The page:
Topographical Survey In Monrovia, Liberia
Read about how we helped align marine navigation markers to allow ships to enter the port at night / in poor visibility.
Article By: Tom Ayre | Last Update: November 2020
Pharos Marine / Port Of Monrovia
Survey – 2 Weeks
Draughting – 3 Days
Tom Ayre / Chris Horton
THS Concepts were appointed by Hampton based Pharos Marine who supply and design a range of marine navigation equipment. Large ships need a lot of space to turn and operate in, the equipment Pharos Marine provide essentially allows ships to safely navigate in and around places.
The Required Work
The Freeport of Monrovia is an important freight terminal in Liberia, West Africa. This busy port handles over 90% of the imports into Liberia, so it’s an important piece of infrastructure!
Navigation towers (leading lights) are an essential element of port operations: they allow ships to safely navigate into the port at night. The port’s towers are built approximately 250m from each other and the principal concept is that the towers should align when a ship is on the correct course travelling into the port.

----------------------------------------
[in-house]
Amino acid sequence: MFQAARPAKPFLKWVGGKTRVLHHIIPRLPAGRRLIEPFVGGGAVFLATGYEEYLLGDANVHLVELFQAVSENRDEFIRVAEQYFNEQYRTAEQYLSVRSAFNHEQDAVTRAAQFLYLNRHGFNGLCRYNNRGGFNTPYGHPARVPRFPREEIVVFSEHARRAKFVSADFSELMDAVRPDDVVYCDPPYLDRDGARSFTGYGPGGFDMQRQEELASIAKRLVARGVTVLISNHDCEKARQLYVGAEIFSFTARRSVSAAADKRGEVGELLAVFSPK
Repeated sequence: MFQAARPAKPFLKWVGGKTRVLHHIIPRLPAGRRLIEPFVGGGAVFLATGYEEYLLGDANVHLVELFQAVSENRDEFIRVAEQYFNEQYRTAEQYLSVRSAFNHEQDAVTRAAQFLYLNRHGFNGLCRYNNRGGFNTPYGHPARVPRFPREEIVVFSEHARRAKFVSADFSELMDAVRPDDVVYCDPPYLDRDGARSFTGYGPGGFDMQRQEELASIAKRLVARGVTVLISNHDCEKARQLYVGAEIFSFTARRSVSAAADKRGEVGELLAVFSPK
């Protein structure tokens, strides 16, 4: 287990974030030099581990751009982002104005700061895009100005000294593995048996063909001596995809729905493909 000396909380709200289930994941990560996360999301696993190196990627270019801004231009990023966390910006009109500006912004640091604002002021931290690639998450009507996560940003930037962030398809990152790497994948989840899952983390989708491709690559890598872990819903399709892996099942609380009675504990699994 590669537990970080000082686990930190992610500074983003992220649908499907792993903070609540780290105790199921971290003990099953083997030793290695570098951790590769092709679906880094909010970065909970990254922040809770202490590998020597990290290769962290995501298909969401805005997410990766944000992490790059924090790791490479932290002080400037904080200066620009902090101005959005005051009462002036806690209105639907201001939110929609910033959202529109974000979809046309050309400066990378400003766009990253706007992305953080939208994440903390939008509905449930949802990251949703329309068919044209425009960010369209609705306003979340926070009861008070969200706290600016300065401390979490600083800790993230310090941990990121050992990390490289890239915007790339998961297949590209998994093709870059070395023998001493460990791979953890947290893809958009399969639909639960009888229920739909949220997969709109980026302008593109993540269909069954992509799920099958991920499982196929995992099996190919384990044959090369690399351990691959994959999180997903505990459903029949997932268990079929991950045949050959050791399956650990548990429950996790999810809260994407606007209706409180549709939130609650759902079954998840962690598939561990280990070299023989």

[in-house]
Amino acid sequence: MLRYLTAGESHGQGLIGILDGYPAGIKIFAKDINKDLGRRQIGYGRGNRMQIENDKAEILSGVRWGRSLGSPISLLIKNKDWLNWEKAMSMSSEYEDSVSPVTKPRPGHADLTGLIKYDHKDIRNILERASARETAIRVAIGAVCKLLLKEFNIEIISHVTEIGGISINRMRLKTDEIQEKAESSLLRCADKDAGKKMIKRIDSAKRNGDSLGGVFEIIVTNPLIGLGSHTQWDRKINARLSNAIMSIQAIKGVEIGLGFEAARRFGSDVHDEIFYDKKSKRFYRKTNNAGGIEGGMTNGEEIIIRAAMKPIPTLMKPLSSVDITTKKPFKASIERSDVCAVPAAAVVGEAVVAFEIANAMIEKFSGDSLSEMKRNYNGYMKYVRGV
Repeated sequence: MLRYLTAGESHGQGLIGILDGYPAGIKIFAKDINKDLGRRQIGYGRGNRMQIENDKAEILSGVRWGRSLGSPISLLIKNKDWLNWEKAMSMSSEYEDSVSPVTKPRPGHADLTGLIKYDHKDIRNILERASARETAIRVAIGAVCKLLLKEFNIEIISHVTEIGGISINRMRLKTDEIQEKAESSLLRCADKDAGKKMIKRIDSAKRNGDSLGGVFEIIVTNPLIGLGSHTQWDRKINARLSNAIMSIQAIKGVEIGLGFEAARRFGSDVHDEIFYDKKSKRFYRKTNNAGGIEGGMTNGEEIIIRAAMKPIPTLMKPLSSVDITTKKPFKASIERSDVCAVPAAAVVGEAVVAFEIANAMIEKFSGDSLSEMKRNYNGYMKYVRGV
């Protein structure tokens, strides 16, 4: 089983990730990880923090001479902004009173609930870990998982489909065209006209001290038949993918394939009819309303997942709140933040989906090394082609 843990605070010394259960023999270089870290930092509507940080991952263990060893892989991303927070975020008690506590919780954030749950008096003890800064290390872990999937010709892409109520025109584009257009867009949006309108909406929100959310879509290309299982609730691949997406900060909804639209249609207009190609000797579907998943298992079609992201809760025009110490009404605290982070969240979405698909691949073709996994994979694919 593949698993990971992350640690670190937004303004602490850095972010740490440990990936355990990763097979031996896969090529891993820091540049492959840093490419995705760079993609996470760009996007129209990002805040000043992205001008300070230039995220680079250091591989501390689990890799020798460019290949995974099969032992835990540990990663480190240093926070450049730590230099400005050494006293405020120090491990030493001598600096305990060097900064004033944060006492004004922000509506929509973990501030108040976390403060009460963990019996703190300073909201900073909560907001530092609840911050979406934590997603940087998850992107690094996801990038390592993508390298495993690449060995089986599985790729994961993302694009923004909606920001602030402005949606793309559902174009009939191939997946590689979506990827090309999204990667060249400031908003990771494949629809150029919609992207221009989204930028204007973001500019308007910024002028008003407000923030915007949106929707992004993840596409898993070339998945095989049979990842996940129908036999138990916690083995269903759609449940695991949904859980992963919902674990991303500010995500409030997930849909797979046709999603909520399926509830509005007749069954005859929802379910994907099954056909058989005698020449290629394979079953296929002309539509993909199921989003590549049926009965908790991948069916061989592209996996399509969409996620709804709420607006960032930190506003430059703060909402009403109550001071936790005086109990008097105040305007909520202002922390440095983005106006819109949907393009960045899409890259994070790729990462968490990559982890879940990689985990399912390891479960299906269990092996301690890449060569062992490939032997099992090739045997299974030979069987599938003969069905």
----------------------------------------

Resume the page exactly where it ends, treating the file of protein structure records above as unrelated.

The issue that we had to solve was that the existing towers had been built at an incorrect angle. As a result, the ships travelling in would have had to travel through the port’s breakwater – which obviously could not happen. In fact, the navigation tools were so flawed that no ships entered the port at night!
THS Concepts were tasked with undertaking a topographical survey of the existing navigation towers and marker buoys entering the port. The initial survey of these items was to check how far out of alignment everything was. Working alongside Pharos Marine, we calculated that the navigation towers were significantly out of alignment and had to be re-built! They were approximately 8 degrees off of the line they should have been on. 8 degrees may seem insignificant, but the port stretches 1.5 km, so it equated to a big error.
The towers alignment meant that the ships would have technically had to navigate through the port’s breakwater, which obviously wouldn’t have worked. Luckily, the navigation buoys were positioned okay in relation to the navigation channel.
Once we knew the position that the new towers had to be placed, we got to work setting out the new tower’s foundations and steelwork.
With the new navigation towers in place, the port can now safely operate at night! This would be an extremely beneficial event for the port, which serves as the main hub into the country of Liberia. We were very proud to have completed this project, having ships coming into the port 24 hours a day would have certainly boosted trade figures for the country!